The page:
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[Editor's Note: This article was originally published for New Year's Eve 2016]
While thousands will pack Manhattan's Times Square to take part in one of the United States' most recognized New Year's traditions, for most countries in Asia — and a large part of the Asian-American community — major New Year's festivities won't begin until the February brings the Lunar New Year.
Of course, not all Asian countries ring in the new year the same way or at the same time. There are dozens of unique traditions among the region which will, this year, ring in the Year of the Dog.
So mark your calendars and read up on the year ahead of celebrations!
While nearly all of the countries in Asia with zodiacs use the traditional Chinese Zodiac, with small changes to account for differences in local fauna, Vietnam makes one major substitution: the Vietnamese Zodiac omits the rabbit altogether, replacing it with the cat.
Water Festivals in Southeast Asia
In the countries of Laos, Myanmar, and Thailand, April New Year festivities are held during one of the hottest parts of the year — perfect for each country’s water festivals. Called "Songkran" in Laos and Thailand and "Thingyan" in Myanmar, revelers at the festivals take part in large-scale water fights, using bowls, buckets, water guns, and hoses to soak other revelers and cleanse themselves of their sins.
In Myanmar specifically, businesses and wealthy individuals will set up "pandals," water-throwing pavilions that can also serve as dance floors and musical performance stages.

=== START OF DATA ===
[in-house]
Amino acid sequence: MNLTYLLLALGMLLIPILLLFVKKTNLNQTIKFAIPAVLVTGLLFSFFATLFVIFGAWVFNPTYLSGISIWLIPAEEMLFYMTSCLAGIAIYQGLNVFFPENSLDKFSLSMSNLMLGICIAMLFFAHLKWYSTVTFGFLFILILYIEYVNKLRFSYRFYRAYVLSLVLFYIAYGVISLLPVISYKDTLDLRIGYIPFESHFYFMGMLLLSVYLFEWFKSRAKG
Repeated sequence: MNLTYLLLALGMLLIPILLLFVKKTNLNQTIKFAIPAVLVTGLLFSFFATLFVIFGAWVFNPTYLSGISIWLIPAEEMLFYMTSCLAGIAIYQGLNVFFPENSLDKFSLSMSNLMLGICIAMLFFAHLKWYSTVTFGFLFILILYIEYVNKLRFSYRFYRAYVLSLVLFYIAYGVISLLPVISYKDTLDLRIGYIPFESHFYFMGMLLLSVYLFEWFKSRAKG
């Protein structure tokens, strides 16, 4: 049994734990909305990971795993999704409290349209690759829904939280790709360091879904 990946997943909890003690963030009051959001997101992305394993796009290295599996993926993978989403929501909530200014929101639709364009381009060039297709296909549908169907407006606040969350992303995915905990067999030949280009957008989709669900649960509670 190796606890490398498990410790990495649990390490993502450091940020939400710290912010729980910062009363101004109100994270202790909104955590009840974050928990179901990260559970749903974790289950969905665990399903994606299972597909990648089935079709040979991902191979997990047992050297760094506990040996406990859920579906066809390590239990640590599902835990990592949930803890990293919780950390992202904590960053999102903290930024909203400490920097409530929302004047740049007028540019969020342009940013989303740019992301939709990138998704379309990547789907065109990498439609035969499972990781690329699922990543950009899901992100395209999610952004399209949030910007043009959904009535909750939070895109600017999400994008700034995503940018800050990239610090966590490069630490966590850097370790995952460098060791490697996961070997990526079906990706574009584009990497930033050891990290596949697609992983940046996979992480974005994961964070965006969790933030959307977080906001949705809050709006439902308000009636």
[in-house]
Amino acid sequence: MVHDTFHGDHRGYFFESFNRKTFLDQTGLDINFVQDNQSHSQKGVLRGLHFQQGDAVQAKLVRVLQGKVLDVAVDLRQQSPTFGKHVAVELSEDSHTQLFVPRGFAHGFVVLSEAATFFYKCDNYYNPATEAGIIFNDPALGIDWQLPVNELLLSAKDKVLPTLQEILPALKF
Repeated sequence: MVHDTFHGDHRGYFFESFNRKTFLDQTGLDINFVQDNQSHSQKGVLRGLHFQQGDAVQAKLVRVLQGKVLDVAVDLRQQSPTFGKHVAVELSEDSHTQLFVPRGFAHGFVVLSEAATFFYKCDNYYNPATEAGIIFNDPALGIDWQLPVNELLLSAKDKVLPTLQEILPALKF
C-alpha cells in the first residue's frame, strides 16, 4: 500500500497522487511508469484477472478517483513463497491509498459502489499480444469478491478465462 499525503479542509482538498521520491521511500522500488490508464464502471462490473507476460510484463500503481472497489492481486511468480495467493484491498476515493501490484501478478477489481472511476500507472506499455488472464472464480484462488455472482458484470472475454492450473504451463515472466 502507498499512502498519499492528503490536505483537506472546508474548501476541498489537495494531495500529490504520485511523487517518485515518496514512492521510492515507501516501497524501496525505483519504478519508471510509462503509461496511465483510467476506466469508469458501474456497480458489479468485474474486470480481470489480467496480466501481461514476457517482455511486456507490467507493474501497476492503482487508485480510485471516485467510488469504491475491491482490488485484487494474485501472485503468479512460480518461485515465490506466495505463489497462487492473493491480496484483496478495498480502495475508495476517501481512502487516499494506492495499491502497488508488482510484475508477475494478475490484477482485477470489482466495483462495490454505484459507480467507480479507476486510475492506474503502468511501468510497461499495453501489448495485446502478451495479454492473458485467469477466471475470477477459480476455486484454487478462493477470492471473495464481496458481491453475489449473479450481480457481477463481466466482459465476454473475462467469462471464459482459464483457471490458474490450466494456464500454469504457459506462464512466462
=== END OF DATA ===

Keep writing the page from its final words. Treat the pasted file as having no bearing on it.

During the Japanese New Year, celebrated on Jan. 1, stores will sell grab bags called "fukubukuro" as a way to drive holiday sales and thank their customers.
All types of stores, from confectionery and cosmetic stores to Apple Stores and luxury boutiques, offer the bags, which can range from $10 to hundreds of dollars. Customers buy the bags without knowing their contents, though they tend to be heavily discounted.
Chinese Lantern Festival
To close Lunar New Year celebrations, Chinese communities host the Lantern Festival — a night-time celebration marked with lanterns ranging from simple hand-carried paper boxes to stories-high intricate animal and plant shapes — 15 days after New Year festivities begin.
Following the Lantern Festivals, Lunar New Year decorations are put away and the taboos associated with the holiday end.
Dish of Six Tastes
During the Telugu New Year celebration in Northern India, it is customary to eat "ugadi pachadi," a dish with the six tastes — bitterness, sweetness, spiciness, saltiness, sourness, and tang. The tastes represent the six emotions in life — sadness, happiness, anger, fear, disgust, and surprise respectively — which must all be experienced equally.
During the New Year celebrations of "Bohag" or "Rangali Bihu" in the Assam region of India, the cattle in town are brought to a source of water to be bathed with herbs. Following the bath, the cattle are brought back to their ranches, where they are given new harnesses and fed assorted vegetables and confectionery.
Travel during Seollal
During the Korean New Year celebration of "Seollal," travel in the country becomes incredibly difficult to book as people return to the cities of their birth to celebrate. Families make arrangements months in advance, and travel by car can take between two and four times as long as normal due to the increased volume.
Bali Day of Silence
The island of Bali in Indonesia is a major tourist attraction, but on March 28, 2017, it will observe "Nyepi," a Hindu day of silence on the third day of its six-day New Year's celebration. Nyepi is reserved as a day of self-reflection. During that day, no flights are scheduled to go in or out of Ngurah Rai International Airport.
On the island, hotels cover their windows, shops close, no fires are lit, televisions are turned off, no work is done, and lights are turned low.